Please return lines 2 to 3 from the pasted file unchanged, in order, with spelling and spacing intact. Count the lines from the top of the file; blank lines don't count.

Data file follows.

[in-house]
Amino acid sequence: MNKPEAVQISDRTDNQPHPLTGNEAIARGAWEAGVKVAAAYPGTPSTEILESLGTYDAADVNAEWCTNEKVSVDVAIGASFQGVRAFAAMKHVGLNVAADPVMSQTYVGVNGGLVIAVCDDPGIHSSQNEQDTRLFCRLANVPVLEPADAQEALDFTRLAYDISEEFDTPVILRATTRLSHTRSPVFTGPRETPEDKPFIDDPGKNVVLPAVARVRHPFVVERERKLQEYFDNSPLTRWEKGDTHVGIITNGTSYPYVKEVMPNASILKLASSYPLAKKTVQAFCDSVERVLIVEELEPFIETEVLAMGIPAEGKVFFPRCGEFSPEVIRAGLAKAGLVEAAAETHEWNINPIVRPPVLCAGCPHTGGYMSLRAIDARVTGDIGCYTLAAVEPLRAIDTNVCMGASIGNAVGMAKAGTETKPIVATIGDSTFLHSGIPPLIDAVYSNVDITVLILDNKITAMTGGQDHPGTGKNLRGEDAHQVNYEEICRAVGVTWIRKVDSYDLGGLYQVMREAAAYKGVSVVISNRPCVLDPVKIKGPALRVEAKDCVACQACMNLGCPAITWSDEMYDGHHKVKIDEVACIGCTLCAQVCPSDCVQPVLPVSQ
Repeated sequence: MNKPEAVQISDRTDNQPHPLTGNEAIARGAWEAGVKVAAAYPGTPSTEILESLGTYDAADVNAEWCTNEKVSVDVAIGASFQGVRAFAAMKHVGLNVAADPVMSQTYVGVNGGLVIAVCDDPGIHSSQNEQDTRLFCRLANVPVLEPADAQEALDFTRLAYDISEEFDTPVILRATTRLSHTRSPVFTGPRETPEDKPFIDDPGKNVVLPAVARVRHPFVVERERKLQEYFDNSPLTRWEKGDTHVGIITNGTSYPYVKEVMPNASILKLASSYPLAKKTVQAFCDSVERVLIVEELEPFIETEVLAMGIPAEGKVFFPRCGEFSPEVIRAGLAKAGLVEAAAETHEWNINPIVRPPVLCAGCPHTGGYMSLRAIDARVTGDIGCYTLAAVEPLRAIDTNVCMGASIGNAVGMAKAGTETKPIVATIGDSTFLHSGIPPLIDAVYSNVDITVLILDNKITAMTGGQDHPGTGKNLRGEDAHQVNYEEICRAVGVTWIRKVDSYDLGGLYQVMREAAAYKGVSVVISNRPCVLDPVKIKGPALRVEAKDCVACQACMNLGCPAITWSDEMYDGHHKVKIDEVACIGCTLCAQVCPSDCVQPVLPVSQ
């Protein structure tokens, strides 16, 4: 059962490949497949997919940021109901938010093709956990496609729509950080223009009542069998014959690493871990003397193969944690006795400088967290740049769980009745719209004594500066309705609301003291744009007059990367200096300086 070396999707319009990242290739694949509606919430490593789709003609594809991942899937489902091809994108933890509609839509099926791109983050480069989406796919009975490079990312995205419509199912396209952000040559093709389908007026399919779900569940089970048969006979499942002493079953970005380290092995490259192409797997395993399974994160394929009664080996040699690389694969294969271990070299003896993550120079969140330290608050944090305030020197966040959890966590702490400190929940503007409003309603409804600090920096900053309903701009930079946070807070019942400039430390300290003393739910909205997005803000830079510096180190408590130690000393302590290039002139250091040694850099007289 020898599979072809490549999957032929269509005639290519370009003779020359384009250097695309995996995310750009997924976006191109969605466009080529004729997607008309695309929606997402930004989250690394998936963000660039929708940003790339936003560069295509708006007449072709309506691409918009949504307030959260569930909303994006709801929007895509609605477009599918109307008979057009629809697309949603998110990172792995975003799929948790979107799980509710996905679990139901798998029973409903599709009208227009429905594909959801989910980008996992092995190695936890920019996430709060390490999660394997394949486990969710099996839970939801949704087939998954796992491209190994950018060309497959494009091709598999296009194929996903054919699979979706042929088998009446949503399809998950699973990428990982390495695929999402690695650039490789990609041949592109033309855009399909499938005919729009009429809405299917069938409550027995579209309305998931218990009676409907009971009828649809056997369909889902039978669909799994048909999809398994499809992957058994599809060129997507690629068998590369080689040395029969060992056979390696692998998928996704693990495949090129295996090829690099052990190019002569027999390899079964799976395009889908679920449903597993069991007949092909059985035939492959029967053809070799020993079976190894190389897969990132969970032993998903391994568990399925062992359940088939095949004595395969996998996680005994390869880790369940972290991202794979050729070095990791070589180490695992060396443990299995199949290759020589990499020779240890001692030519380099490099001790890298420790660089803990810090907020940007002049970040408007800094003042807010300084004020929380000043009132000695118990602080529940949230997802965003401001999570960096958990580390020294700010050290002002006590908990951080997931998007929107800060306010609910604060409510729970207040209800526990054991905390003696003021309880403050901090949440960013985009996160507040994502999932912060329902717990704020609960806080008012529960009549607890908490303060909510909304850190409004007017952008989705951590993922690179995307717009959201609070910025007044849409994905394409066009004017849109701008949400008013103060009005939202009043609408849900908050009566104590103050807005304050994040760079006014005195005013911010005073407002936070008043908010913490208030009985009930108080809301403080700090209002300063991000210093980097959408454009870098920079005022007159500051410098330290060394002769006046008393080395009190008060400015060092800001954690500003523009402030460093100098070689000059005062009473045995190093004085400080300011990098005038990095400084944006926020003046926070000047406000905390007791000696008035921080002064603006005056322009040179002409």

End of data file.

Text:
Amino acid sequence: MNKPEAVQISDRTDNQPHPLTGNEAIARGAWEAGVKVAAAYPGTPSTEILESLGTYDAADVNAEWCTNEKVSVDVAIGASFQGVRAFAAMKHVGLNVAADPVMSQTYVGVNGGLVIAVCDDPGIHSSQNEQDTRLFCRLANVPVLEPADAQEALDFTRLAYDISEEFDTPVILRATTRLSHTRSPVFTGPRETPEDKPFIDDPGKNVVLPAVARVRHPFVVERERKLQEYFDNSPLTRWEKGDTHVGIITNGTSYPYVKEVMPNASILKLASSYPLAKKTVQAFCDSVERVLIVEELEPFIETEVLAMGIPAEGKVFFPRCGEFSPEVIRAGLAKAGLVEAAAETHEWNINPIVRPPVLCAGCPHTGGYMSLRAIDARVTGDIGCYTLAAVEPLRAIDTNVCMGASIGNAVGMAKAGTETKPIVATIGDSTFLHSGIPPLIDAVYSNVDITVLILDNKITAMTGGQDHPGTGKNLRGEDAHQVNYEEICRAVGVTWIRKVDSYDLGGLYQVMREAAAYKGVSVVISNRPCVLDPVKIKGPALRVEAKDCVACQACMNLGCPAITWSDEMYDGHHKVKIDEVACIGCTLCAQVCPSDCVQPVLPVSQ
Repeated sequence: MNKPEAVQISDRTDNQPHPLTGNEAIARGAWEAGVKVAAAYPGTPSTEILESLGTYDAADVNAEWCTNEKVSVDVAIGASFQGVRAFAAMKHVGLNVAADPVMSQTYVGVNGGLVIAVCDDPGIHSSQNEQDTRLFCRLANVPVLEPADAQEALDFTRLAYDISEEFDTPVILRATTRLSHTRSPVFTGPRETPEDKPFIDDPGKNVVLPAVARVRHPFVVERERKLQEYFDNSPLTRWEKGDTHVGIITNGTSYPYVKEVMPNASILKLASSYPLAKKTVQAFCDSVERVLIVEELEPFIETEVLAMGIPAEGKVFFPRCGEFSPEVIRAGLAKAGLVEAAAETHEWNINPIVRPPVLCAGCPHTGGYMSLRAIDARVTGDIGCYTLAAVEPLRAIDTNVCMGASIGNAVGMAKAGTETKPIVATIGDSTFLHSGIPPLIDAVYSNVDITVLILDNKITAMTGGQDHPGTGKNLRGEDAHQVNYEEICRAVGVTWIRKVDSYDLGGLYQVMREAAAYKGVSVVISNRPCVLDPVKIKGPALRVEAKDCVACQACMNLGCPAITWSDEMYDGHHKVKIDEVACIGCTLCAQVCPSDCVQPVLPVSQ